To protect the drinking water for almost nine million New Yorkers, NYS Senator Joseph P. Addabbo, Jr., is sponsoring a bill that calls for a moratorium on drilling for natural gas or “hydrofracking” in the upstate watershed. Currently, the bill sits in the Environmental Conservation committees in both the Senate and the Assembly. It may come up for a vote in the Senate before the end of the current legislative session, scheduled to resume the week of July 12.
What is hydrofracking and how could it affect our drinking water even though it takes place over 100 miles away? Earlier this year, Brian Dooley, President of the Glendale Property Owners Association and Addabbo’s constituent, educated the Senator about the process. Dooley explained that while New York City has some of the cleanest, safest and most reliable drinking water in the country, the safety of the city’s drinking water is in danger, put in jeopardy by big business oil companies who want to drill for natural gas dangerously close to New York City’s upstate watershed using a process known as hydraulic fracturing, also called hydrofracking.
This drilling process uses toxic chemicals under high pressure in water to break up rock formations deep underground releasing the natural gas. The targeted material for this natural gas drilling runs through approximately eight states including Pennsylvania and upstate New York and is known as the Marcellus Shale. The hydrofracking drilling method requires millions of gallons of water that the United States Department of Energy considers one of the most toxic industrial byproducts produced by gas and oil drilling.
“Let me be clear, I am not against drilling, but I am totally against a process that certainly has questionable ingredients that should not be in our water. Recently, I met with Josh Fox, writer and director of the movie Gasland, to discuss this issue and my education and concerns about hydrofracking grew,” explains Addabbo.
The Senator warns: “Imagine not being able to use your water for fear of drinking carcinogens, plastics and toxins. The danger of hydraulic fracturing so close to the New York City watershed is easy to imagine. Toxic byproduct can seep into our drinking water and turn our once pristine water into a severe health risk. According to a report prepared by Manhattan Borough President Scott Stringer, entitled Uncalculated Risk, seven states across the country have experienced serious incidents of water contamination and explosions near hydraulic fracturing mines.”
“To protect our drinking water, I have introduced and sponsored legislation to place a moratorium on hydraulic fracturing in New York State and would keep the state Department of Environmental Conservation from issuing drilling permits, until 120 days after an impact study is completed by the U.S. Environmental Protection Agency. [The study began in March and a completion date has not been set, but is expected to take up to two years.] We need to slow down and take time to fully understand a report currently being prepared by the New York State Department of Environmental Conservation regarding the potential dangers of hydraulic fracturing and its possible effects on the New York City watershed. The unknown, long-term effects of the components of hydrofracking could be dangerous, if not fatal. Why take a chance with our precious drinking water? We should be certain that New York City’s water supply will not be damaged,” adds Addabbo.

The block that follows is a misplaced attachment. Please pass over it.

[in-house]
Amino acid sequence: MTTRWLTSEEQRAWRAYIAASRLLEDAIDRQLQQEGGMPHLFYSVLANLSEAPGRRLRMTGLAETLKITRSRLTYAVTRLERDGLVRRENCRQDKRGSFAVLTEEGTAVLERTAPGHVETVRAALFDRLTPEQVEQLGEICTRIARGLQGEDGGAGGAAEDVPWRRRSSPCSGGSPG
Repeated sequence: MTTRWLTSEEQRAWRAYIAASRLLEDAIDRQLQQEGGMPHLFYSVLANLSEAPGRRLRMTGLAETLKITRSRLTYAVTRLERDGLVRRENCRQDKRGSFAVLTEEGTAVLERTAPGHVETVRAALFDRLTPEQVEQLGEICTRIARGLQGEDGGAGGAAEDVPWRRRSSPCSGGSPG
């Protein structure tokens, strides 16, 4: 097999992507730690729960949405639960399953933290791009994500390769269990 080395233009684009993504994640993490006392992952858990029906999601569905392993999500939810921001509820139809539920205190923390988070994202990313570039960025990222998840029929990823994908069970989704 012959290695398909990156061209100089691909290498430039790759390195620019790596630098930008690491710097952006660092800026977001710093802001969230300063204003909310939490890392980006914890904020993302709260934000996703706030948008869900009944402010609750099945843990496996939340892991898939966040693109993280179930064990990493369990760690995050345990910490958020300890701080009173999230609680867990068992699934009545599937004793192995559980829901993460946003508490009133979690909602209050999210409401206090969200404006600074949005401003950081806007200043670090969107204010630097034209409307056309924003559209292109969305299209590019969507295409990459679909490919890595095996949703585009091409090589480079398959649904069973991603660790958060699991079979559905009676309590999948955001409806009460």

Concludes the Senator: “The risks are simply too high to just recklessly move forward with hydraulic fracturing. Almost nine million people in New York City rely on clean, safe, unfiltered surface water collected in the watershed. We cannot put the health of New York City residents at risk. The harm to our city’s and state’s infrastructure, economy, and most importantly, public trust -- far outweigh any benefits of moving forward immediately with hydrofracking.”
“In the wake of the BP oil spill in the Gulf, we have seen first-hand the effects of ignoring common-sense safety measures. While I know that upstate landowners stand to make huge amounts of money from the gas companies as they lease their land to allow the drilling and that the process creates jobs, I believe it is irresponsible and dangerous to permit drilling so near our water supply without taking the time to fully understand its ramifications.”
Senator Addabbo urges New Yorkers to work together to protect our precious drinking water. Concerned New Yorkers are invited to go to the Senator’s Web site at http://www.nysenate.gov/senator/joseph-p-addabbo-jr to sign his petition in support of his legislation calling for a moratorium on hydraulic fracturing. For additional ways to protect our city’s drinking water, please call the Senator’s district offices at 718-738-1111 or 718-497-1630, or email him at firstname.lastname@example.org.